Intended for healthcare professionals

  1. Xuemin Yan, associate chief physician,1,
  2. Jun Li, associate professor of linguistics and sociology2
  1. 1Department of Gastroenterology, Peking Union Medical College Hospital, Chinese Academy of Medical Sciences, Beijing, China
  2. 2Department of Language and Culture in Medicine, Peking University School of Health Humanities, Beijing, China

Cultural norms shape doctors and patients’ perceptions of effective communication, say Xuemin Yan and Jun Li

Newton’s third law of motion dictates that bodies exert forces upon each other.1 The same can be true for doctor-patient interactions. Effective communication between doctors and patients, which accurately conveys intent and meaning and reduces misunderstandings, can improve patient prognosis.23 Communication is both verbal and non-verbal, with non-verbal communication, such as eye contact, voice modulation, and posture, constituting up to 80% of people’s daily interpersonal interactions.4 Even simple actions, like maintaining eye contact with a patient or sitting at their bedside, can improve the quality of communication between clinicians and patients.56

Iyer and colleagues have completed a single centre, double blind, randomised controlled study in Texas, US to evaluate the impact of convenient chair positioning on doctors’ sitting behaviour and patient experience.7 They found that convenient chair placement was not associated with time spent in the room (10.6 minutes for chair intervention vs 10.6 minutes for usual care) and perception of time in the room for physicians (9.4 minutes vs 9.8 minutes) or patients (13.1 minutes vs 13.5 minutes). Convenient chair placement was, however, associated with slightly higher patient satisfaction scores.

Based on these findings, the authors argue that this intervention is a no cost, low tech method of influencing physician behaviour to improve patient experience. This study provides additional favourable evidence that proficient non-verbal communication can enhance patient satisfaction, but can it be applied to different countries and cultural contexts?

Different settings and cultural norms

China has a population of around 1.4 billion people, but only 2.2 doctors for every 1000 people.8 Three or more patients will typically occupy one room in hospitals in China, complete with beds and chairs. Consequently, in depth, private conversations are less likely to happen regularly, particularly for busy physicians. It’s important to note that the healthcare structure in other lower resource settings may more closely resemble China’s than the US’s, making the possibility of lengthy conversations—such as the 10 minute long interactions that happened in Iyer’s study—less likely.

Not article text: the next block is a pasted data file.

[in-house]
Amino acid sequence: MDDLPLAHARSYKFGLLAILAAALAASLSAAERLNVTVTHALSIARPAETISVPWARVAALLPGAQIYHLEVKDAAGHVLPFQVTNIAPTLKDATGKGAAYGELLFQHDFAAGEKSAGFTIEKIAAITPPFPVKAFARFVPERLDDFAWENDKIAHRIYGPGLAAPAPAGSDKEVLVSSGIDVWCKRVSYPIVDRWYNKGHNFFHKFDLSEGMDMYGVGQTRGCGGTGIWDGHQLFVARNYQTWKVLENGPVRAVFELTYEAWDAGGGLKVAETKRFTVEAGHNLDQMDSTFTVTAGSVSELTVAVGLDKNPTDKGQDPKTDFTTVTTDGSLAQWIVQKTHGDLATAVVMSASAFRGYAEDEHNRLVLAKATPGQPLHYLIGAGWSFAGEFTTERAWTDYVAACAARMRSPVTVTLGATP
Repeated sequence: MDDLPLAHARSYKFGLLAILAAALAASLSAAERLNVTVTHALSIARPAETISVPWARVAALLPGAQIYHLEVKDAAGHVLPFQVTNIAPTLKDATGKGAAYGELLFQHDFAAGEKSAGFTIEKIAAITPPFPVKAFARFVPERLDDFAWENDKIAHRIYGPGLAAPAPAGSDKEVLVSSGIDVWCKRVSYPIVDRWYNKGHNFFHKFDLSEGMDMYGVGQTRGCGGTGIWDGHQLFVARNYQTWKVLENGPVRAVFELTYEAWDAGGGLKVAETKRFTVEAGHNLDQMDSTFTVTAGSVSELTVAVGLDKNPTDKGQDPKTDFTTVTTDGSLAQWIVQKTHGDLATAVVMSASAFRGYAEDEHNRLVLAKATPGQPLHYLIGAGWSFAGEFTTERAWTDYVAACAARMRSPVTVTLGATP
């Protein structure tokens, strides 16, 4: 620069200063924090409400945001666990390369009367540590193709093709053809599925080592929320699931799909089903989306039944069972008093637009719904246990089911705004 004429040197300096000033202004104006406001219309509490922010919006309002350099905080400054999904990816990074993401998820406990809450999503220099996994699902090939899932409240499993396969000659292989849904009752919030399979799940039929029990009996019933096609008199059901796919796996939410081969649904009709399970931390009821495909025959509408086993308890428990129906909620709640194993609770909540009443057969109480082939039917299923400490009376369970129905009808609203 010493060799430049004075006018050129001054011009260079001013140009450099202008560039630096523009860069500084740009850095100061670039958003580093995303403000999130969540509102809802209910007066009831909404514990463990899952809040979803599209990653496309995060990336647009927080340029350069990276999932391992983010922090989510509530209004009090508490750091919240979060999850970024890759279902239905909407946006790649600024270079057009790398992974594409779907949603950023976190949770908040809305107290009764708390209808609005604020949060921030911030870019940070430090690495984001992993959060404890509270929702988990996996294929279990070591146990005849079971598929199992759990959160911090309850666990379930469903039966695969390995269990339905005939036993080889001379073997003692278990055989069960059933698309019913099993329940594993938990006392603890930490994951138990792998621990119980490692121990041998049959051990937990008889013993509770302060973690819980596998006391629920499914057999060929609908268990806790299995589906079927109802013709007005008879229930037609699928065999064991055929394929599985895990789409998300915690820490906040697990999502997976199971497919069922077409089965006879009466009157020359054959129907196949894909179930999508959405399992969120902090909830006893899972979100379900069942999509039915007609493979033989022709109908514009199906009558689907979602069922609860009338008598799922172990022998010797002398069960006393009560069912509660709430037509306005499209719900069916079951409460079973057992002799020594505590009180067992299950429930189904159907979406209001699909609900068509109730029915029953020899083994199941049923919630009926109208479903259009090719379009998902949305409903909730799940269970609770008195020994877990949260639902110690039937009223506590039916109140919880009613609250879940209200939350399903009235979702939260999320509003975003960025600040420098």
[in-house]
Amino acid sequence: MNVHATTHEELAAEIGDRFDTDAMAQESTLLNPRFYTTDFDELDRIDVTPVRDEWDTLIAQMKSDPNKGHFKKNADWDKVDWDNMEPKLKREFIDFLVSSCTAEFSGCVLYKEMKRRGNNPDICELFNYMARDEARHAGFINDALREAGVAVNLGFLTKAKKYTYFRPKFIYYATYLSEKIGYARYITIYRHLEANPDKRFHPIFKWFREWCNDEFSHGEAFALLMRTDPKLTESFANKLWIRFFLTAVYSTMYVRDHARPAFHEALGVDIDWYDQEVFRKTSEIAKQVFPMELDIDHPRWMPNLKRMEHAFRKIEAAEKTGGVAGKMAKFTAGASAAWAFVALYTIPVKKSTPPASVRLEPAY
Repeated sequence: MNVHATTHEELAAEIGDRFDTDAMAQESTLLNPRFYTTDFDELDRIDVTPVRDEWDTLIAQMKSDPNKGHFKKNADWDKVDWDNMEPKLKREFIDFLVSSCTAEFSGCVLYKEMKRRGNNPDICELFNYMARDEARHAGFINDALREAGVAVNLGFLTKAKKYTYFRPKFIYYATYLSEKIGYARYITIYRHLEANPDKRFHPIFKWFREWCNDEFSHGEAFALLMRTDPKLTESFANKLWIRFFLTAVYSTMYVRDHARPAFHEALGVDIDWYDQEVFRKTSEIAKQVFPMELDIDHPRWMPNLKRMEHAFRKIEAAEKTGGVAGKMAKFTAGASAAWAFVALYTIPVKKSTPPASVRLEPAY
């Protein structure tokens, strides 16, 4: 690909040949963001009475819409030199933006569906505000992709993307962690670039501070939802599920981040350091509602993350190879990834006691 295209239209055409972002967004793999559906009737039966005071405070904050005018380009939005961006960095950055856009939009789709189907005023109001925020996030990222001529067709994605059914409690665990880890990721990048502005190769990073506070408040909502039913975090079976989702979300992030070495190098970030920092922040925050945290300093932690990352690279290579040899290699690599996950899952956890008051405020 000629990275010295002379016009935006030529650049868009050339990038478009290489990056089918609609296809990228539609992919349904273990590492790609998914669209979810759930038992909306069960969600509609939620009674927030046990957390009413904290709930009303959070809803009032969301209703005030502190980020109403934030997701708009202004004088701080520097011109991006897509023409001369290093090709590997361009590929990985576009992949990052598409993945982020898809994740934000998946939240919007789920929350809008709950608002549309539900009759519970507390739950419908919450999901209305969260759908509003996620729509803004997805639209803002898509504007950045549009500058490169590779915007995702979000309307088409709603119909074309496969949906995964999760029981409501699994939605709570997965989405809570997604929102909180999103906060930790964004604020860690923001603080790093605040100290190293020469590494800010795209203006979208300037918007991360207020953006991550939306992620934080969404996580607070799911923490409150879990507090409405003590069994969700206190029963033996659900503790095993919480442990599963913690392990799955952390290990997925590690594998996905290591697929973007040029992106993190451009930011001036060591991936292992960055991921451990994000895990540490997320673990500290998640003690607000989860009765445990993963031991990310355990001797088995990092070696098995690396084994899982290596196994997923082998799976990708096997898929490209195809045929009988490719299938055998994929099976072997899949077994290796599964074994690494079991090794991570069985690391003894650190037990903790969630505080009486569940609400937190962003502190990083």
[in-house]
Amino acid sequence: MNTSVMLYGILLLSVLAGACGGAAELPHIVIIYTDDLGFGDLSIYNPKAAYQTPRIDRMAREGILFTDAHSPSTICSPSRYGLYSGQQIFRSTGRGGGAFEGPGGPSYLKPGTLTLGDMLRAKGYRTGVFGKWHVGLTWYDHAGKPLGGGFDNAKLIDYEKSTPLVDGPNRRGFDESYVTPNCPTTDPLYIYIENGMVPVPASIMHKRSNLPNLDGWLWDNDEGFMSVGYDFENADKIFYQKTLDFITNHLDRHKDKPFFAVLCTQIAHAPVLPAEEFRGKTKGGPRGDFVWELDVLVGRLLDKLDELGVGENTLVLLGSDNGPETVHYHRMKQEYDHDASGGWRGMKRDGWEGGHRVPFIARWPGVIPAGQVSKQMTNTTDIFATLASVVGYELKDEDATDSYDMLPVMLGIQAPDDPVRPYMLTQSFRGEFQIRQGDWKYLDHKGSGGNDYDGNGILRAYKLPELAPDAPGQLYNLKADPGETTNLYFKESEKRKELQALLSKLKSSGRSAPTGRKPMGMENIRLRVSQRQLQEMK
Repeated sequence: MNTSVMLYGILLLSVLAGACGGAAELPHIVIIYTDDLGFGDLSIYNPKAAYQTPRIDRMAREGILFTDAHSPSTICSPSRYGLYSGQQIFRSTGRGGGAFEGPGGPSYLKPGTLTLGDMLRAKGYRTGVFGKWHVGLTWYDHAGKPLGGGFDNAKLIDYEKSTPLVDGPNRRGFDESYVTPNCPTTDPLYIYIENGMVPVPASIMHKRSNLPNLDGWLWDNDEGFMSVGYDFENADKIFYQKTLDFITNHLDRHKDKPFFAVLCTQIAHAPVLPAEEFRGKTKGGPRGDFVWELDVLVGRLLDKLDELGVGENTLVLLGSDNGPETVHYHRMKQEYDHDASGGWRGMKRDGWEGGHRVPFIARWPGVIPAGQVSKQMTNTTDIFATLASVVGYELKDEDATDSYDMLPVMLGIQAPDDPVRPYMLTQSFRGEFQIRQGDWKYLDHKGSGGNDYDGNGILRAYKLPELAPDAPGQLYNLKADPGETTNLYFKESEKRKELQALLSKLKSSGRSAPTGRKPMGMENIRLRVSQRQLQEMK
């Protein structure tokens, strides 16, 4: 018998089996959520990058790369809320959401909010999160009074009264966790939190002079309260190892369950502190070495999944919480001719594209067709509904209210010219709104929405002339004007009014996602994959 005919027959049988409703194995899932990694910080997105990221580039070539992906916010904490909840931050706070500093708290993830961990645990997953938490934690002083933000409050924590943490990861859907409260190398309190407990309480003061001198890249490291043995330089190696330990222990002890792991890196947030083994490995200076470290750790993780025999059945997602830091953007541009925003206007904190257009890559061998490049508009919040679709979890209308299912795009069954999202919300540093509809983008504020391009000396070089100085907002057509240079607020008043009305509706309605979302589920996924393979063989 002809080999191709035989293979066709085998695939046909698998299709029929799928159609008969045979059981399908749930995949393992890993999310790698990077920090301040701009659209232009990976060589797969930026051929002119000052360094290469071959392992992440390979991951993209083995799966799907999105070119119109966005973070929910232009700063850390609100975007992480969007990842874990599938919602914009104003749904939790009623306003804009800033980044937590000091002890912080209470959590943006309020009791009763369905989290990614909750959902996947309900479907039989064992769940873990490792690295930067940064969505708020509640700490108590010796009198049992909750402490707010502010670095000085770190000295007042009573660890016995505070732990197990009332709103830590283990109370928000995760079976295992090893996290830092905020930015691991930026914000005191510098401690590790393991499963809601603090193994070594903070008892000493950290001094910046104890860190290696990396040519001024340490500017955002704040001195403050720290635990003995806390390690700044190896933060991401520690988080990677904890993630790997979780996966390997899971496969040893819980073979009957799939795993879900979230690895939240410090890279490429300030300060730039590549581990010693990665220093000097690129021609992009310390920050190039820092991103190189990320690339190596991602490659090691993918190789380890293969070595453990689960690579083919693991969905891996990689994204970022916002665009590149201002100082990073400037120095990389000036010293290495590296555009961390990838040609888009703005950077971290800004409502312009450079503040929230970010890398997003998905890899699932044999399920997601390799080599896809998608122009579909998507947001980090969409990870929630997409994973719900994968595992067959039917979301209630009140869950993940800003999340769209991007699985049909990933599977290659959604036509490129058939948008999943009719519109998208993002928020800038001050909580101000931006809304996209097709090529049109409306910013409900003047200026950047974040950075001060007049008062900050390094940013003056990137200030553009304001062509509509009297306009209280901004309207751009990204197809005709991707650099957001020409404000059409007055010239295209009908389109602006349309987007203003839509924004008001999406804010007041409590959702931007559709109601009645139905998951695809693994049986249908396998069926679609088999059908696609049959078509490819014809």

An important caveat to the study is that the habits and conventions of a society can influence the interactions of doctors and patients in medical encounters. The role of authority and who possesses it, as well as expected mannerisms, influence communication differentially by culture.9 Sitting down with patients so that the two parties interact at an equal height (and footing) symbolises empathy and an equal exchange of ideas. But some cultures place a greater emphasis on authority.

We know that China and other societies have a clearer delineation of hierarchical roles and etiquette for observing authority. In China, for example, members of the imperial court weren’t allowed to sit down to discuss state affairs with emperors since the North Song Dynasty (960AD-1127AD).10 These attitudes to authority led to physicians with a more dominant, authoritative position in medical encounters until recent decades, when China embraced more western philosophies of healthcare roles. Etiquette also differs between western and eastern cultures—for example, when it comes to people’s perception of the appropriate amount of eye contact.11

Other factors should be considered in future studies on this topic. Doctor-patient communication and each party’s expectations can be influenced by entwining socioeconomic factors, such as cultural norms, educational attainment, gender, age, ethnicity, setting, and the patient’s severity of illness.121314151617181920 Further cross-cultural research is needed to untangle these complexities and consideration should be given to how these unique factors can shape communication.

There’s no one size fits all solution to creating satisfying physician-patient interactions. However, if the convenient placement of a chair at almost no extra cost can nudge the clinician to sit with their patient and result in higher patient satisfaction scores, then this kind of small behavioural change could be a worthwhile endeavour.

Footnotes

  • Competing interests: None declared.

  • Provenance and peer review: Commissioned, not externally peer reviewed.

References